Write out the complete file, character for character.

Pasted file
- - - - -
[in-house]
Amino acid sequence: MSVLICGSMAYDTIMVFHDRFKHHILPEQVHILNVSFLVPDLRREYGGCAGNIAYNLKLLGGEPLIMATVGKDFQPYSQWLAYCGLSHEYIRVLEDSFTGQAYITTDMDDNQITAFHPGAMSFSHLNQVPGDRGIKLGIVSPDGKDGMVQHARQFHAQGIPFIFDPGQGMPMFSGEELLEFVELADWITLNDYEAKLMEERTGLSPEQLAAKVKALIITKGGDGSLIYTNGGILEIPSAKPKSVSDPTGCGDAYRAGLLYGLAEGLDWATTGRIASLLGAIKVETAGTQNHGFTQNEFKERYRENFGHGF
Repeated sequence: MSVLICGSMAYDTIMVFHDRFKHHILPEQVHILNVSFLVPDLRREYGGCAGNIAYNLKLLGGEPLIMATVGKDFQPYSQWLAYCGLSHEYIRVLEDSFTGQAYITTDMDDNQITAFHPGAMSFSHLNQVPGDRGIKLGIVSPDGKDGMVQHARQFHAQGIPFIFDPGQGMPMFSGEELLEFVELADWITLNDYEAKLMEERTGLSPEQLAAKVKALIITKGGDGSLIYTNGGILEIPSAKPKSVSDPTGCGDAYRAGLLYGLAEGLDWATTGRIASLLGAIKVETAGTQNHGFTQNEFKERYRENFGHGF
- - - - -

[in-house]
Amino acid sequence: MSVLICGSMAYDTIMVFHDRFKHHILPEQVHILNVSFLVPDLRREYGGCAGNIAYNLKLLGGEPLIMATVGKDFQPYSQWLAYCGLSHEYIRVLEDSFTGQAYITTDMDDNQITAFHPGAMSFSHLNQVPGDRGIKLGIVSPDGKDGMVQHARQFHAQGIPFIFDPGQGMPMFSGEELLEFVELADWITLNDYEAKLMEERTGLSPEQLAAKVKALIITKGGDGSLIYTNGGILEIPSAKPKSVSDPTGCGDAYRAGLLYGLAEGLDWATTGRIASLLGAIKVETAGTQNHGFTQNEFKERYRENFGHGF
Repeated sequence: MSVLICGSMAYDTIMVFHDRFKHHILPEQVHILNVSFLVPDLRREYGGCAGNIAYNLKLLGGEPLIMATVGKDFQPYSQWLAYCGLSHEYIRVLEDSFTGQAYITTDMDDNQITAFHPGAMSFSHLNQVPGDRGIKLGIVSPDGKDGMVQHARQFHAQGIPFIFDPGQGMPMFSGEELLEFVELADWITLNDYEAKLMEERTGLSPEQLAAKVKALIITKGGDGSLIYTNGGILEIPSAKPKSVSDPTGCGDAYRAGLLYGLAEGLDWATTGRIASLLGAIKVETAGTQNHGFTQNEFKERYRENFGHGF